1887

Abstract

Golgi equivalents (GEs) process materials in the fungal secretory pathway. Despite the importance of localized secretion in fungal tip growth, GE behaviour in living hyphae has not been documented. The distribution was monitored of an putative GE-associated protein, CopA, tagged with GFP (CopA–GFP). This co-localized with a Golgi body/GE marker established in other systems, -2,6-sialyltransferase, tagged with red fluorescent protein (ST–RFP). CopA–GFP and ST–RFP distributions responded similarly to brefeldin A, which impairs Golgi/GE trafficking. We used a CopA–GFP, strain to study GE distribution and behaviour in growing hyphae. This strain has a wild-type phenotype at 28 °C, can be manipulated by changing growth temperature or by use of cytoskeleton inhibitors, and its GE behaviour is consistent with that in a wild-type-morphology strain. GEs were more abundant at hyphal tips than subapically, and showed saltatory motility in all directions. Anterograde GE movements predominated. These were positively correlated with, but at least 10-fold faster than, hyphal growth rate, under all growth and experimental conditions investigated. The actin inhibitor latrunculin B reduced both anterograde GE movement and hyphal growth rate, whereas the microtubule (MT) depolymerizer benomyl increased anterograde GE movement and decreased hyphal growth rate. The MT stabilizer taxol increased GE movement but not hyphal growth rate. GE motility appears to have a complex dependence on both actin and MTs. We present a model for apical delivery of growth materials in which GEs play a role in long-distance transport.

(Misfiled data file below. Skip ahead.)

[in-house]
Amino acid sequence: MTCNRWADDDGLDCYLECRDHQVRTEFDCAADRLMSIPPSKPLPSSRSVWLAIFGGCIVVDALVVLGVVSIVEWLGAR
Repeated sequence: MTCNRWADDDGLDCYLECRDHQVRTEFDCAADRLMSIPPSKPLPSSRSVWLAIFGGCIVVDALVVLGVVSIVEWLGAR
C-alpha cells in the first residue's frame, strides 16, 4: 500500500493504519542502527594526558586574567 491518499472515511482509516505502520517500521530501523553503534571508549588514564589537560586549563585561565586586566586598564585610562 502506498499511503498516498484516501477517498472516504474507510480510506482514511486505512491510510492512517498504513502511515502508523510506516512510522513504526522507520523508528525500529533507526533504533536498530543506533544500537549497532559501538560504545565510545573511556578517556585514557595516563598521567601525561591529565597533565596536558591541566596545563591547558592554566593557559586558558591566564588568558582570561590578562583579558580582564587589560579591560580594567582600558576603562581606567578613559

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2008-05-01
2019-10-17
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